FAO Regional Office for Africa

FAO launches online course on African swine fever to capacitate veterinarians and veterinary paraprofessionals in southern Africa

Pig deaths during an African swine fever outbreak @FAO/Mary-Louise Penrith

HARARE, 21 September 2021 - The Food and Agriculture Organization of the United Nations (FAO) virtually launched a new online course on Africa swine fever (ASF) during a webinar held on 9 September 2021. African swine fever is a viral disease of domestic pigs and wild boar with a fatality rate of up to 100 percent that leads to huge economic losses, trade disruptions, and challenges to livelihoods of smallholder pig keepers. Only members of the pig family (Suidae) are susceptible to infection with the ASF virus and the warthog is the reservoir of infection in the wild. Hosted by FAO Virtual Learning Centre for Southern Africa (SFS-VLC), the course was developed through a joint collaboration between the SFS-VLC and the FAO Regional Office for Europe and Central Asia.  

“This course aims to build the capacity to recognize, diagnose and control outbreaks of ASF within the context of the production systems, risk factors and response options peculiar to Southern Africa. In this regard, we thank colleagues in the FAO Regional Office for Europe and Central Asia for providing the initial version of the course that has undergone extensive adaptation and review to suit the local context through the assistance of an ASF expert from the southern Africa region,” said Jean-Claude Urvoy speaking on behalf of Patrice Talla, FAO Sub-regional Coordinator for Southern Africa during the webinar. The webinar was attended by representatives of FAO, the SADC Secretariat, the World Organisation for Animal Health (OIE) and other key stakeholders in the livestock sector.

Creating tailor-made solutions for African swine fever

 “While there is some understanding of the differences in suitable control approaches for high and lower income countries, the conventional measure of killing all the pigs, paying compensation and starting over is still seen as first prize, yet many of the countries that apply it have failed to eradicate ASF. The objective of this online course is, therefore, to capacitate veterinarians and veterinary paraprofessionals to tailor-make solutions for managing ASF in Southern Africa,” said Mary-Louise Penrith, the ASF regional expert who is the lead trainer in the course.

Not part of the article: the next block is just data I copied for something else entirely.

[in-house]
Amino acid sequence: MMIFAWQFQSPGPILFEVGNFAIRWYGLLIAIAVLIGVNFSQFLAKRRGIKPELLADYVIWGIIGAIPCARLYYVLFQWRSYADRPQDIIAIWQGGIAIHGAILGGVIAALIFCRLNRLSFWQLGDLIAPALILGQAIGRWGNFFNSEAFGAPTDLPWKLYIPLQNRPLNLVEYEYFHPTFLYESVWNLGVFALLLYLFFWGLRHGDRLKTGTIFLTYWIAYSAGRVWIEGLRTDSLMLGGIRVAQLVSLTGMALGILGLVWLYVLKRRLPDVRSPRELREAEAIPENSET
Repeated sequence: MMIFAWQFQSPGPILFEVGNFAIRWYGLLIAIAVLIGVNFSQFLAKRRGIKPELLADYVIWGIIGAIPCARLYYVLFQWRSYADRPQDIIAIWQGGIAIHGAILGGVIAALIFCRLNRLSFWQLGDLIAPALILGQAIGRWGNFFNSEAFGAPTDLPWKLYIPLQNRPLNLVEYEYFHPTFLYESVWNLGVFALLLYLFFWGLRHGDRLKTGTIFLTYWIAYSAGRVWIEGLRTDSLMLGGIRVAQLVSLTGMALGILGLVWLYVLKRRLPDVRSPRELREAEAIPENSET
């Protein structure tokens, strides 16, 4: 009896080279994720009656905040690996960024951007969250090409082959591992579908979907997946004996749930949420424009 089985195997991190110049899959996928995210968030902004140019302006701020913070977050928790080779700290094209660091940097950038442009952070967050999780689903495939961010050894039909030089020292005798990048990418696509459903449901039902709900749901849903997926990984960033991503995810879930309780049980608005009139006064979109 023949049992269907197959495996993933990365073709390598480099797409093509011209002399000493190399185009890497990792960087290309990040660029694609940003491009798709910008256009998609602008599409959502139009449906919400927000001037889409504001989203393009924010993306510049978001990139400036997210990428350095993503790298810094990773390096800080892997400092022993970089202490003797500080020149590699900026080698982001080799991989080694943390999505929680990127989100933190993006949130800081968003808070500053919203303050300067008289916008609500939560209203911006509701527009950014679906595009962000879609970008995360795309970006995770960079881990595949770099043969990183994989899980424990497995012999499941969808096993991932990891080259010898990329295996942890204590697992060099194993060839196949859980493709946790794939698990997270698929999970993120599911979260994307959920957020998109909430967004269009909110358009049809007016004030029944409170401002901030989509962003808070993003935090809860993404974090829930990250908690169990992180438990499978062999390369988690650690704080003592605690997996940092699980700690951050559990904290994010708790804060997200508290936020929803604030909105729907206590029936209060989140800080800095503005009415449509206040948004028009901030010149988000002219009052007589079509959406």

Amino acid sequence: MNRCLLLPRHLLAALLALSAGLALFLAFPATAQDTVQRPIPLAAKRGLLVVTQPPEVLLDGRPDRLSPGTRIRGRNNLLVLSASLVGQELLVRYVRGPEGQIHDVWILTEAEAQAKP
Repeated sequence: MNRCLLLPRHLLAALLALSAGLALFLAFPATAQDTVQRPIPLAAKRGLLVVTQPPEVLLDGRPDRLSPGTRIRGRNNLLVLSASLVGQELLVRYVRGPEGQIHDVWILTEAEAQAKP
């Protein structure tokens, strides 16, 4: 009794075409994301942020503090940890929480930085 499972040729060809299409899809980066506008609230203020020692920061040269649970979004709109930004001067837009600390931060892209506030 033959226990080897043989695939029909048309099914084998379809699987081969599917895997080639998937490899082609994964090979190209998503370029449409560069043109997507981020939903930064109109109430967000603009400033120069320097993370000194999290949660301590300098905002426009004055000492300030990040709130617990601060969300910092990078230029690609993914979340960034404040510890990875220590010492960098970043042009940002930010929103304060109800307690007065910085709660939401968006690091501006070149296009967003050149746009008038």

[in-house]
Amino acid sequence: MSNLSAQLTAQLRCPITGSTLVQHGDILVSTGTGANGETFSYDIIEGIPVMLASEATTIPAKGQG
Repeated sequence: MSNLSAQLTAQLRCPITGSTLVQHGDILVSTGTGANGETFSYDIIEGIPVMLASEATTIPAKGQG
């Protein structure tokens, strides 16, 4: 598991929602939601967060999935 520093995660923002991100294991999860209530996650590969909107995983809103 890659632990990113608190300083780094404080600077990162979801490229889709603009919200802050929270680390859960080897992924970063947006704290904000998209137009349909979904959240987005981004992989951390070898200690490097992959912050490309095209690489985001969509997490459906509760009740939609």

“The need to involve the pig farmers themselves, as well as all the actors in pig value chains, in preventive and control measures that they understand and find to be feasible, cannot be over-emphasized,” added Mary-Louise Penrith.

In spite of the unique epidemiological features of ASF in the region, the disease is dominated by a domestic pig cycle that is driven by socio-economic factors, mainly poverty, that are beyond the scope of veterinarians to resolve, and therefore a strongly multi-disciplinary approach is needed for success in managing ASF.

“The decentralized approach of establishing VLCs in the regions ensures that trainings are tailored to the specific regional needs, and adapted to the local context and languages. On the other side, FAO coordination of the different VLCs ensures that different courses and good practices can easily be shared across regions of the world,” said Keith Sumption, FAO Chief Veterinary Officer and Leader of Animal Health Programme.

“There has been an overwhelming response to the call for ASF course nominations, submissions coming from Chief Veterinary Officers and from independent applications. Over 500 participants from fifteen countries have applied, this is evidence of both a good choice of course and acceptance of virtual training in the region,” added Keith Sumption.

The course combines a convenient self-paced study with a unique opportunity to discuss and network with international experts and regional colleagues in an online discussion forum. It is in the online discussion forum that participants share knowledge on the different concepts of the training under the guidance of trainers, linking this knowledge with observations in their home countries to come up with local solutions aiming to reduce the threat of ASF.

More online courses will be developed and delivered going forward; covering multiple topics that are relevant to FAO’s objectives and informed through a training needs assessment in the region. Opportunities exist for partnerships to cascade the training at country level. This will require additional resources to translate the materials to the other languages spoken in the region, namely, Portuguese and French.